I'm currently trying out db4o (the java version) and I pretty much like what I see. But I cannot help wondering how it does perform in a real live (web-)environment. Does anyone have any experiences (good or bad) to share about running db4o?
We run DB40 .NET version in a large client/server project.
Our experiences is that you can potentially get much better performance than typical relational databases.
However, you really have to tweak your objects to get this kind of performance. For example, if you've got a list containing a lot of objects, DB4O activation of these lists is slow. There are a number of ways to get around this problem, for example, by inverting the relationship.
Another pain is activation. When you retrieve or delete an object from DB4O, by default it will activate the whole object tree. For example, loading a Foo will load Foo.Bar.Baz.Bat, etc until there's nothing left to load. While this is nice from a programming standpoint, performance will slow down the more nesting in your objects. To improve performance, you can tell DB4O how many levels deep to activate. This is time-consuming to do if you've got a lot of objects.
Another area of pain was text searching. DB4O's text searching is far, far slower than SQL full text indexing. (They'll tell you this outright on their site.) The good news is, it's easy to setup a text searching engine on top of DB4O. On our project, we've hooked up Lucene.NET to index the text fields we want.
Some APIs don't seem to work, such as the GetField APIs useful in applying database upgrades. (For example, you've renamed a property and you want to upgrade your existing objects in the database, you need to use these "reflection" APIs to find objects in the database. Other APIs, such as the [Index] attribute don't work in the stable 6.4 version, and you must instead specify indexes using the Configure().Index("someField"), which is not strongly typed.
We've witnessed performance degrade the larger your database. We have a 1GB database right now and things are still fast, but not nearly as fast as when we started with a tiny database.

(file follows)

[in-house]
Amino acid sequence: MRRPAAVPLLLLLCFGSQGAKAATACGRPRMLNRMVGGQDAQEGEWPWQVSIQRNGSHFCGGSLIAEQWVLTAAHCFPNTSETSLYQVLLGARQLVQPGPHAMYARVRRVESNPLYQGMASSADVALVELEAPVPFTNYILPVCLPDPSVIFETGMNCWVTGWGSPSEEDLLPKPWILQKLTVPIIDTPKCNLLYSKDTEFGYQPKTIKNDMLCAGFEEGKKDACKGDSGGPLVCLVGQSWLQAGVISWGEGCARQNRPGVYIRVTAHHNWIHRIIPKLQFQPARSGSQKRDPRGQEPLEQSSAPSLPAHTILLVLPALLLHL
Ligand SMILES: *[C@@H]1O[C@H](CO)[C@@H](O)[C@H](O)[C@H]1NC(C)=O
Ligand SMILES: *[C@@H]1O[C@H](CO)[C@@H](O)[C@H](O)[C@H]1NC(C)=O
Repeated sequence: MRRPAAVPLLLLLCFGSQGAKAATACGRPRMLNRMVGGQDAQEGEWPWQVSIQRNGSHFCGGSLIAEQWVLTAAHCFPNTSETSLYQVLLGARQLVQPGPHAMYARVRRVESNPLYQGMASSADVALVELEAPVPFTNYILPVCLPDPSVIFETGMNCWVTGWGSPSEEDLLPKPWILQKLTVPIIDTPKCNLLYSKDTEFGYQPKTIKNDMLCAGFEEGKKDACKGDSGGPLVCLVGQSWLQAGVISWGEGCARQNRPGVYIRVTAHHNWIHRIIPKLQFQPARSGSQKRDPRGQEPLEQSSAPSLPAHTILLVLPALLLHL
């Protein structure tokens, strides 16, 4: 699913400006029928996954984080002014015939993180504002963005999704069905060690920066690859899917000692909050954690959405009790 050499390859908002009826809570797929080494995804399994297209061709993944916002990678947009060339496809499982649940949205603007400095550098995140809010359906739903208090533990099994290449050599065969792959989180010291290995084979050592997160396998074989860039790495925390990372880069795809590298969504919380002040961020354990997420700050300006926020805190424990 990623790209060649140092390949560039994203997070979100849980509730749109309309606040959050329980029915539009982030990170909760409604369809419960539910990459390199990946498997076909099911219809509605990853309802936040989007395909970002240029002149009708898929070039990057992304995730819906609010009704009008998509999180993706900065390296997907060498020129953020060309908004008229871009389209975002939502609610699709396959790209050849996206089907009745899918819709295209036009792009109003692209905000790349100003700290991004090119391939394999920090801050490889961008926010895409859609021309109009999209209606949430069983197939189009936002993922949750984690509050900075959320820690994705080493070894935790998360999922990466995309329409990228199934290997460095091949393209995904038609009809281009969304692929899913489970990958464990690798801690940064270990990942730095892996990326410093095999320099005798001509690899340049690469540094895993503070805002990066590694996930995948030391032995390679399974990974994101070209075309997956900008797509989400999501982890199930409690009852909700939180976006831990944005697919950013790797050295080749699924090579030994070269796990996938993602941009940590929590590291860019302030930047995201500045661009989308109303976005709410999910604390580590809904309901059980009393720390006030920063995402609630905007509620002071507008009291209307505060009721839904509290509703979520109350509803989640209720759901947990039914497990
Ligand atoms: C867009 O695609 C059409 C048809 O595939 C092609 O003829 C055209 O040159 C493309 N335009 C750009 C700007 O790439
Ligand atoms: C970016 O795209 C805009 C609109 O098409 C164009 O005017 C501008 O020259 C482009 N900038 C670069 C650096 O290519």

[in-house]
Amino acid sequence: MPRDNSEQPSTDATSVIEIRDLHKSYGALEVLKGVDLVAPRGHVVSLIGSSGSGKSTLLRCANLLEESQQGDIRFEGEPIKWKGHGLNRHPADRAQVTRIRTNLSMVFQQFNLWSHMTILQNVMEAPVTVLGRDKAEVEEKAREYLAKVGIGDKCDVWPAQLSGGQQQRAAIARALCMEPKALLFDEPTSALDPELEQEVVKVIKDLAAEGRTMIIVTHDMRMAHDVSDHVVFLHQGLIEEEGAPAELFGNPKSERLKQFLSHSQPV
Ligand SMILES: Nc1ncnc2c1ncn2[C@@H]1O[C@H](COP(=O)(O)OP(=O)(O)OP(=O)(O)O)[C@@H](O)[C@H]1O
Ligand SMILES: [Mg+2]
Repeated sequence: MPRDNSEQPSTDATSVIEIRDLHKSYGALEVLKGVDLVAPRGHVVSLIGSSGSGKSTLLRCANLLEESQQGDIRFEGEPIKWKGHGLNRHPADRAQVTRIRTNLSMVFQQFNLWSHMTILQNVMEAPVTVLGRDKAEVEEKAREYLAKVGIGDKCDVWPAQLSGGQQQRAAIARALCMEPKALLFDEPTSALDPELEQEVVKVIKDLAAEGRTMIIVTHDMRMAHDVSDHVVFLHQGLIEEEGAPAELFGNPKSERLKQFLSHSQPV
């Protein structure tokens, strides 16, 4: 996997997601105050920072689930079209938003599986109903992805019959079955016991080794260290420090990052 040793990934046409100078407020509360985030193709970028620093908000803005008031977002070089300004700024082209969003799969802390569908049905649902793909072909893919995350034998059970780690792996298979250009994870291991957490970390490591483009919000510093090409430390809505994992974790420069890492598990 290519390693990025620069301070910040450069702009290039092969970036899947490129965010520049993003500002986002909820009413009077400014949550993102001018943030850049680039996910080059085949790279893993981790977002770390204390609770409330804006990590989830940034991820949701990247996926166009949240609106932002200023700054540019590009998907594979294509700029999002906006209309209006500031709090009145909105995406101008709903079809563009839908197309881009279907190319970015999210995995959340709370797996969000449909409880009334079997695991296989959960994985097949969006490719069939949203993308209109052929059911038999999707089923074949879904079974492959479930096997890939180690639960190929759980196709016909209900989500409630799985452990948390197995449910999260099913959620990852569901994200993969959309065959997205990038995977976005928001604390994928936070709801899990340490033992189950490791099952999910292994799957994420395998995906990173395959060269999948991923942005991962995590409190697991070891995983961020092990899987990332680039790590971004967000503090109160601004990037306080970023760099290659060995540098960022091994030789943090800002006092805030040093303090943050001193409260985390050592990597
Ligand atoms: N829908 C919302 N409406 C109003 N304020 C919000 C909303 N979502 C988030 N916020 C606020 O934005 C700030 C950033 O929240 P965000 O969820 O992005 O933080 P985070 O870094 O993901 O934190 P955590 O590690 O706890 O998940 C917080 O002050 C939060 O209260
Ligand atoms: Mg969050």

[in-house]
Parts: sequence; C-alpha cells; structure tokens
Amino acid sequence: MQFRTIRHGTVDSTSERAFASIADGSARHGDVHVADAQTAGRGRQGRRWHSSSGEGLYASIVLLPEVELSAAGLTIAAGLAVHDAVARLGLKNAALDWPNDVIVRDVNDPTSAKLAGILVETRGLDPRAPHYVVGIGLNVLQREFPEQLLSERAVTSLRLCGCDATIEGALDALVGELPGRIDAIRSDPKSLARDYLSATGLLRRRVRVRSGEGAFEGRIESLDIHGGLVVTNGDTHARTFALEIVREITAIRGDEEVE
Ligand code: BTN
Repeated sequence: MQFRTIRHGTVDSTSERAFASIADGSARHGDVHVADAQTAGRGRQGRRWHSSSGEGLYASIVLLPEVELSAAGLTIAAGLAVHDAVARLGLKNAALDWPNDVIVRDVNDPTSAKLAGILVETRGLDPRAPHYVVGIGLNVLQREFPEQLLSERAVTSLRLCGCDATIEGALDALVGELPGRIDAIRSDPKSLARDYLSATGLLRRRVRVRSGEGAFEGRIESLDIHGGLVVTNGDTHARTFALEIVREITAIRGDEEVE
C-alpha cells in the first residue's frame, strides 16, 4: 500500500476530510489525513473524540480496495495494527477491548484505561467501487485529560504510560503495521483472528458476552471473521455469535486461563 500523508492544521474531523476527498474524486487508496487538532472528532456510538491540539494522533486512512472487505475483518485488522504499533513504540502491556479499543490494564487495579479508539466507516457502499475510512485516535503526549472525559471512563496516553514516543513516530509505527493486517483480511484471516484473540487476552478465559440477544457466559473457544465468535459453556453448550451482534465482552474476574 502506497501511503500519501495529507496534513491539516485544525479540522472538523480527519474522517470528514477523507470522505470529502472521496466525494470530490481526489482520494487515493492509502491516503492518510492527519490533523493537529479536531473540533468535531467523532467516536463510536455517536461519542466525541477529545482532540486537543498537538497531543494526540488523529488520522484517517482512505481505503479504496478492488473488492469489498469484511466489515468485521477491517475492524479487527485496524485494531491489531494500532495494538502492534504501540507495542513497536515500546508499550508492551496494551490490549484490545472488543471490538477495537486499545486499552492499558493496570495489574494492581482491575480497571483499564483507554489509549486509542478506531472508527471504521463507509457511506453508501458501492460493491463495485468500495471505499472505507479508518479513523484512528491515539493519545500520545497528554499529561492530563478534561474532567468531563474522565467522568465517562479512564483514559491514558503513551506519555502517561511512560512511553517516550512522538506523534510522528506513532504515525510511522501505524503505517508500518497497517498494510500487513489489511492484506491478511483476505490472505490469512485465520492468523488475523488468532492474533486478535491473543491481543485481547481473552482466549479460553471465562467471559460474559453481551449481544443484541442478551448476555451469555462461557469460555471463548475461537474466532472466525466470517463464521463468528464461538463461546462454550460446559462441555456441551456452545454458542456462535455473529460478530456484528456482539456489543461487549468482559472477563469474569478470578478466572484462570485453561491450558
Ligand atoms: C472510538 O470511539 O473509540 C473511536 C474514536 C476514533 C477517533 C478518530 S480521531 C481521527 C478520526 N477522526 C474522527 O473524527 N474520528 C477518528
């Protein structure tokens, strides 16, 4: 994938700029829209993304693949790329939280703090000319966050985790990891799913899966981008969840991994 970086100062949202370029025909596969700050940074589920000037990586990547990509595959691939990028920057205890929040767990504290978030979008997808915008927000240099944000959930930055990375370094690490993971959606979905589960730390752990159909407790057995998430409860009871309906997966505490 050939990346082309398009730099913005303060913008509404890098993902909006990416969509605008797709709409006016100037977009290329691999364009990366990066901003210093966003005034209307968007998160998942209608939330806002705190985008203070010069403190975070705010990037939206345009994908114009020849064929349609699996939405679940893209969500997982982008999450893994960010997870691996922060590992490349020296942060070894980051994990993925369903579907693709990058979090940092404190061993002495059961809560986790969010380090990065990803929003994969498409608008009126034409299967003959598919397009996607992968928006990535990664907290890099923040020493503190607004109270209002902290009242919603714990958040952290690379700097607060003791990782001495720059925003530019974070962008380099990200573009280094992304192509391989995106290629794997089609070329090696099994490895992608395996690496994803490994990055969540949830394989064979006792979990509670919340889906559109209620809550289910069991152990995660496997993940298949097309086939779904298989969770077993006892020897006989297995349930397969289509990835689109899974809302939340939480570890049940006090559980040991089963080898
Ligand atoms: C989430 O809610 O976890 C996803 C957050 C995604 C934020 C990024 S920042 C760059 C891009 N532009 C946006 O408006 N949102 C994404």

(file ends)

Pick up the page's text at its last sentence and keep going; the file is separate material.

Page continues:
We've found another issue where Db4O.GetByID will close the database if the ID doesn't exist anymore in the database.
We've found the Native Query syntax (the most natural, language-integrated syntax for queries) is far, far slower than the less-friendly SODA queries. So instead of typing:
Instead of that nice query code, you have to an ugly SODA query which is string-based and not strongly-typed.
For .NET folks, they've recently introduced a LINQ-to-DB4O provider, which provides for the best syntax yet. However, it's yet to be seen whether performance will be up-to-par with the ugly SODA queries.
DB4O support has been decent: we've talked to them on the phone a number of times and have received helpful info. Their user forums are next to worthless, however, almost all questions go unanswered. Their JIRA bug tracker receives a lot of attention, so if you've got a nagging bug, file it on JIRA on it often will get fixed. (We've had 2 bugs that have been fixed, and another one that got patched in a half-assed way.)
If all this hasn't scared you off, let me say that we're very happy with DB4O, despite the problems we've encountered. The performance we've got has blown away some O/RM frameworks we tried. I recommend it.
Most native queries can and are efficiently converted into SODA queries behind the scenes so that should not make a difference. Using NQ is of course preferred as you remain in the realms of strong typed language. If you have problems getting NQ to use indexes please feel free to post your problem to the db4o forums and we'll try to help you out.
Main problem I've encountered with it is reporting. There just doesn't seem to be any way to run efficient reports against a db4o data source.
Judah, it sounds like you are not using transparent activation, which is a feature of the latest production version (7.4)? Perhaps if you specified the version you are using as there may be other issues which are now resolved in the latest version?